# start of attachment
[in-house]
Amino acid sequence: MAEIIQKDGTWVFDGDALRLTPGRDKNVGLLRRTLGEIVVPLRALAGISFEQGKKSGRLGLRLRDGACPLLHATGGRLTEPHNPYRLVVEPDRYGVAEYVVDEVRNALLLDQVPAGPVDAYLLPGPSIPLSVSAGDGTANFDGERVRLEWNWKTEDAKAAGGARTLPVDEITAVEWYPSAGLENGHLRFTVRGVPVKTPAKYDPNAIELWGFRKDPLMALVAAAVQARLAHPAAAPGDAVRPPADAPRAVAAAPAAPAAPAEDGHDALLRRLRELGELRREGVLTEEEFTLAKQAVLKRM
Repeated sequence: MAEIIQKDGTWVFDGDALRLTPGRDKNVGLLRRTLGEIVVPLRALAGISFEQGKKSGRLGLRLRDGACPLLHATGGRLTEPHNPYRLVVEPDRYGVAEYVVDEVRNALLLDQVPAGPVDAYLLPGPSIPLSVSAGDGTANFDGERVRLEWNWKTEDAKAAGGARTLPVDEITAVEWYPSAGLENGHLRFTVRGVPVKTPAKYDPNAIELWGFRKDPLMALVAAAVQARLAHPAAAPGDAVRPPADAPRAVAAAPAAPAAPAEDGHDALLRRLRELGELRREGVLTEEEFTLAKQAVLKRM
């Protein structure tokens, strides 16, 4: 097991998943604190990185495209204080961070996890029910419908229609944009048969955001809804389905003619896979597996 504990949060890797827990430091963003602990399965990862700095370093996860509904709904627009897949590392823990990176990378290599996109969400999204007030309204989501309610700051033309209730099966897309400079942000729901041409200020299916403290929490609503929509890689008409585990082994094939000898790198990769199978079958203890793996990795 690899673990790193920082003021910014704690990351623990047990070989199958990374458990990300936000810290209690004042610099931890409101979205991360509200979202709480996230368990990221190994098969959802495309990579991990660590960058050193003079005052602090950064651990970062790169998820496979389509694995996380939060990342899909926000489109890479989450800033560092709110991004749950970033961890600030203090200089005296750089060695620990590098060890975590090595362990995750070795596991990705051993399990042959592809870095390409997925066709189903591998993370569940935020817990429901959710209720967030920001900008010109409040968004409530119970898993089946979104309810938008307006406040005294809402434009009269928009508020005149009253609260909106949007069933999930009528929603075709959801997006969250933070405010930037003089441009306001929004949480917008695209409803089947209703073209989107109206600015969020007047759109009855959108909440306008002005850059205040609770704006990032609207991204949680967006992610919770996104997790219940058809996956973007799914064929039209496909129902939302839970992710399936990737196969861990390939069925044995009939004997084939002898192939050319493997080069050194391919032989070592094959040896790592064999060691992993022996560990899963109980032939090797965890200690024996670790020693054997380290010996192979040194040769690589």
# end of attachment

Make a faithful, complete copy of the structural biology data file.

[in-house]
Amino acid sequence: MAEIIQKDGTWVFDGDALRLTPGRDKNVGLLRRTLGEIVVPLRALAGISFEQGKKSGRLGLRLRDGACPLLHATGGRLTEPHNPYRLVVEPDRYGVAEYVVDEVRNALLLDQVPAGPVDAYLLPGPSIPLSVSAGDGTANFDGERVRLEWNWKTEDAKAAGGARTLPVDEITAVEWYPSAGLENGHLRFTVRGVPVKTPAKYDPNAIELWGFRKDPLMALVAAAVQARLAHPAAAPGDAVRPPADAPRAVAAAPAAPAAPAEDGHDALLRRLRELGELRREGVLTEEEFTLAKQAVLKRM
Repeated sequence: MAEIIQKDGTWVFDGDALRLTPGRDKNVGLLRRTLGEIVVPLRALAGISFEQGKKSGRLGLRLRDGACPLLHATGGRLTEPHNPYRLVVEPDRYGVAEYVVDEVRNALLLDQVPAGPVDAYLLPGPSIPLSVSAGDGTANFDGERVRLEWNWKTEDAKAAGGARTLPVDEITAVEWYPSAGLENGHLRFTVRGVPVKTPAKYDPNAIELWGFRKDPLMALVAAAVQARLAHPAAAPGDAVRPPADAPRAVAAAPAAPAAPAEDGHDALLRRLRELGELRREGVLTEEEFTLAKQAVLKRM
């Protein structure tokens, strides 16, 4: 097991998943604190990185495209204080961070996890029910419908229609944009048969955001809804389905003619896979597996 504990949060890797827990430091963003602990399965990862700095370093996860509904709904627009897949590392823990990176990378290599996109969400999204007030309204989501309610700051033309209730099966897309400079942000729901041409200020299916403290929490609503929509890689008409585990082994094939000898790198990769199978079958203890793996990795 690899673990790193920082003021910014704690990351623990047990070989199958990374458990990300936000810290209690004042610099931890409101979205991360509200979202709480996230368990990221190994098969959802495309990579991990660590960058050193003079005052602090950064651990970062790169998820496979389509694995996380939060990342899909926000489109890479989450800033560092709110991004749950970033961890600030203090200089005296750089060695620990590098060890975590090595362990995750070795596991990705051993399990042959592809870095390409997925066709189903591998993370569940935020817990429901959710209720967030920001900008010109409040968004409530119970898993089946979104309810938008307006406040005294809402434009009269928009508020005149009253609260909106949007069933999930009528929603075709959801997006969250933070405010930037003089441009306001929004949480917008695209409803089947209703073209989107109206600015969020007047759109009855959108909440306008002005850059205040609770704006990032609207991204949680967006992610919770996104997790219940058809996956973007799914064929039209496909129902939302839970992710399936990737196969861990390939069925044995009939004997084939002898192939050319493997080069050194391919032989070592094959040896790592064999060691992993022996560990899963109980032939090797965890200690024996670790020693054997380290010996192979040194040769690589």